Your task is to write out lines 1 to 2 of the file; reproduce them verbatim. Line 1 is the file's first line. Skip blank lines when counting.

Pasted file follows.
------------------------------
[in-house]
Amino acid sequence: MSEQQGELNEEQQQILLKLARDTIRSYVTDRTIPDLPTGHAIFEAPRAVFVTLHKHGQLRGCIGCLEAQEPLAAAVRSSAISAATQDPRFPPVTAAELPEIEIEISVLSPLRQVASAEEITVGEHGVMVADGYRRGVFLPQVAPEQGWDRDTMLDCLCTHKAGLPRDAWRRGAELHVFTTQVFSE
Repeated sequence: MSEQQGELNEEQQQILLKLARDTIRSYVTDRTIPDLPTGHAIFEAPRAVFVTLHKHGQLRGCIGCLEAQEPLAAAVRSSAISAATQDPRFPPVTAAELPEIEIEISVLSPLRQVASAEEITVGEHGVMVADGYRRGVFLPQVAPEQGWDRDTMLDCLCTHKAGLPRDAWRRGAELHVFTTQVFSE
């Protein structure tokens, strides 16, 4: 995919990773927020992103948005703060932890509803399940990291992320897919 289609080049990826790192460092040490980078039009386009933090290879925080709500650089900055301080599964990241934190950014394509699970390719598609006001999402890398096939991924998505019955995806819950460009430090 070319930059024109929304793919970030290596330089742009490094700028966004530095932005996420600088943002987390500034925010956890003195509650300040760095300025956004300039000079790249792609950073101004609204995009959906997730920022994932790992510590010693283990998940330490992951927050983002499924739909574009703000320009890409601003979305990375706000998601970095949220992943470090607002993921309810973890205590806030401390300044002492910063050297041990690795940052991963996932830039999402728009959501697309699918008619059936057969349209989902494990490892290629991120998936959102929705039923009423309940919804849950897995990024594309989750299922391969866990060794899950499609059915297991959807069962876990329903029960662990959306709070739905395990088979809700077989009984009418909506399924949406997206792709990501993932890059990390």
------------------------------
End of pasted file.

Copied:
[in-house]
Amino acid sequence: MSEQQGELNEEQQQILLKLARDTIRSYVTDRTIPDLPTGHAIFEAPRAVFVTLHKHGQLRGCIGCLEAQEPLAAAVRSSAISAATQDPRFPPVTAAELPEIEIEISVLSPLRQVASAEEITVGEHGVMVADGYRRGVFLPQVAPEQGWDRDTMLDCLCTHKAGLPRDAWRRGAELHVFTTQVFSE